For the past 10 years the Marysville Pilchuck 1,600 girls relay team has passed down its legacy — literally.
Each year at the district track meet, the girls bring out the legacy stick, which according to the team they carry around in a flute case and it bears the names of all four members of the team every year since 2004.
“It has four names (added) each year and there are a whole bunch of rituals that go with it,” said Marysville Pilchuck senior Charlee Pilon, who runs the second leg on for this year’s team. “It’s a huge tradition and we pass it down each year. So we take it really seriously.”
The Tomahawks 1,600 relay team has qualified for state in each of those seasons. This year’s team made up of Pilon, Amanda Klep, Bri King and Mackenzie Nolte, said they hope to bring back a state championship. Going into state the girls have the third-best 4A time in the state this season, just behind Holy Names and Mount Si.
The same group of Tomahawks went into state last year ranked No. 1, but King was unable to race due to injuries sustained in a car accident and the team failed to qualify for the finals.
That disappointment is something that drives this year’s team to find more success, but that isn’t the only reason. The Marysville Pilchuck prom is Saturday night, the same day as the 1,600 relay finals, and the girls hope to have some new jewelry to go with their dresses.
“We want championship medals to go with our prom dresses,” Pilon said. “Our goal is to win and then wear our medal for prom.”
The race is scheduled to start at 4:30 p.m. and prom begins at 8:30 p.m., leaving the girls little time to get ready for the dance after the big race.
Marysville Pilchuck track coach Randy Davis said the girls started making plans as soon as school announced the date of prom.
“There are a lot of special preparations going into this day,” Davis said. “There’s a plan for running the race and going to get ready for the prom.”
Davis said should the girls win, he’s not even sure that there will be time to stick around for the award ceremony.
While special preparation may have been planned because of prom, that doesn’t mean the team isn’t focused on the race.
“Being seniors now, we’re hoping to kind of pave the way for our upcoming underclassmen and just kind of set a good example for them,” Nolte said.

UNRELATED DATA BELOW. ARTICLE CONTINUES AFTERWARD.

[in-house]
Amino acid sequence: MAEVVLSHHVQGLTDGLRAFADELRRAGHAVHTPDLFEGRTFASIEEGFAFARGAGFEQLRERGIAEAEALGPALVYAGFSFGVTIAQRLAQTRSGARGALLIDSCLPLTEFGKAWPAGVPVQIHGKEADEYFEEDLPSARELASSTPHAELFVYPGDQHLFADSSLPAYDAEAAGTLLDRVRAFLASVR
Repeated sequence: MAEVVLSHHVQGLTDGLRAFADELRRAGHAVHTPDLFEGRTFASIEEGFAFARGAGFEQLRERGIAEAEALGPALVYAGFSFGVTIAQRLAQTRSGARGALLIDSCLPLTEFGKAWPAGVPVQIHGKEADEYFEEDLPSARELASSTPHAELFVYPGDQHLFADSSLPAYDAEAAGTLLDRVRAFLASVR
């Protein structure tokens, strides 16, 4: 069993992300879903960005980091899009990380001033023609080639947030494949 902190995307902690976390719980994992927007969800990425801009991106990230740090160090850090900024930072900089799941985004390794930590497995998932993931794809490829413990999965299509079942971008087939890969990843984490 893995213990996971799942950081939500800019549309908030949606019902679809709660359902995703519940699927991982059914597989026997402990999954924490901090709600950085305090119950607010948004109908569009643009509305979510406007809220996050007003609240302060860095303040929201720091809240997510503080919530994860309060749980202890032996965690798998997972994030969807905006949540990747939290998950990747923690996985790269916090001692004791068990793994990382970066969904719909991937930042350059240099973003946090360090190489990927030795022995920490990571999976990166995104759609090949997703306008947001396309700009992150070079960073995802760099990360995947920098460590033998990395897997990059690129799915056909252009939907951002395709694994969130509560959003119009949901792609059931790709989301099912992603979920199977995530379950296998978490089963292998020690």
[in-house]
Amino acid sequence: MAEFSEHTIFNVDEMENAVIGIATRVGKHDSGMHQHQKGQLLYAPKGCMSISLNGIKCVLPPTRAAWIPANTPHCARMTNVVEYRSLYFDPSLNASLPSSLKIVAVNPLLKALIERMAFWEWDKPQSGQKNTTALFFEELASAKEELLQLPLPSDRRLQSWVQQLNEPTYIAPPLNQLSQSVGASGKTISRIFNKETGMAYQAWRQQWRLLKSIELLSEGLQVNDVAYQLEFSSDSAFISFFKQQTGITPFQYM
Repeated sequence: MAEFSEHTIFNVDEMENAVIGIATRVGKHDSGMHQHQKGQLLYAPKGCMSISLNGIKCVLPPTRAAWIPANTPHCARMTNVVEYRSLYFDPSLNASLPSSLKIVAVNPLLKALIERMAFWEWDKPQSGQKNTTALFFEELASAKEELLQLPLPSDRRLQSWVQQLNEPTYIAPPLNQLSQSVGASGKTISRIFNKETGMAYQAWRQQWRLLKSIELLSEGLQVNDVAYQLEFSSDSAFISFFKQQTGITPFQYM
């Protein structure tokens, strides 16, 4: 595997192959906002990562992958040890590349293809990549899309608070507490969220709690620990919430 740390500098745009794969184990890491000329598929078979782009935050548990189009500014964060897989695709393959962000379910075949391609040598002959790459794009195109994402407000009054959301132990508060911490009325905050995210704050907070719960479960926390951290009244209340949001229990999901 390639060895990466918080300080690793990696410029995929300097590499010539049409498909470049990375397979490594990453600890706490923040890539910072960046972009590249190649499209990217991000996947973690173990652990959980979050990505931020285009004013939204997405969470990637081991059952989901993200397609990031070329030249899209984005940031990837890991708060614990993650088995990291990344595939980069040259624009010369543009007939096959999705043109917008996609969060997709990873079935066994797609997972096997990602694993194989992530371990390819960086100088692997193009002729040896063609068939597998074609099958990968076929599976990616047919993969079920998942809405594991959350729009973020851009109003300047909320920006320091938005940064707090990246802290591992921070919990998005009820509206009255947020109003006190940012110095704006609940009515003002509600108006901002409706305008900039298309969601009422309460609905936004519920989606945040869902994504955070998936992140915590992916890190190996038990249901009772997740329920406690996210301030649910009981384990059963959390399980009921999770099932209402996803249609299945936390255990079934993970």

And that feeling describes what the spirit of the legacy stick created 10 years ago is all about.
Davis and the girls agree part of the reason the team has been so successful over the past decade is how close the camaraderie that exists between its participants.
“To be a good relay member you have to be selfless and you have to realize that you have a certain role and you go in and you do that,” Klep said. “If you’re all about yourself, you’re not going to be successful.”
The success of the 1,600 team has trickled down to the other girls’ relay teams. The 400 and 800 teams are both also ranked in the top 10 going into this weekend’s state meet.
Sophomore Bianca Acuario is the only non-alternate member of the three teams that isn’t a senior — and she is prepared to help the Marysville Pilchuck relay “legacy” live on.
“Running with these girls has been a great experience and it’s something I will truly miss,” Acuario said. “I know that I will have to try best to carry on their legacy that they have here.”
Several years ago Davis started putting more emphasis on the relays to help promote a team atmosphere as well as something else he said coaches shouldn’t forget to offer their athletes.
“(Relays) are fun and ultimately people shouldn’t forget whatever kind of talent you have it’s still got to be fun otherwise talented kids won’t want to do it,” Davis said. “I think it just shows that we emphasize it here and they’re proud of it.”
The Tomahawks have 13 athletes going to this weekend’s state meet and nearly half of them are members of the one of the three girls relay teams. Pilon and Nolte run all three relays for the Tomahawks. Between individual events and relays, athletes are allowed to do up to four events.
“It’s fairly rare (to compete in all three relays) because state-level relay teams usually have state-level sprinters and our kids choose to emphasize the relays,” Davis said.
In four years, Davis has seen his senior group of girls relay runners go from mild-mannered freshman to a group that expects to be successful.
“I’ve seen them become a little more feisty in their competitiveness on the track,” Davis said. “The first year they were out here, not that they weren’t competitors, but they were a little bit more tentative. That’s just part of maturing and the growing of confidence. Now they’re willing to stick their nose in and not wait for the first 50 of a 400 and just go from the get go. What I’ve seen in their growth in their attacking nature in every single race.”
Pilon summed up the team’s mindset best.
“We’re not going to do anything but win,” she said. “That’s the mindset we’re going in with. We don’t run this to lose.”
Aaron Lommers covers prep sports for The Herald. Follow him on Twitter at @aaronlommers and contact him at firstname.lastname@example.org.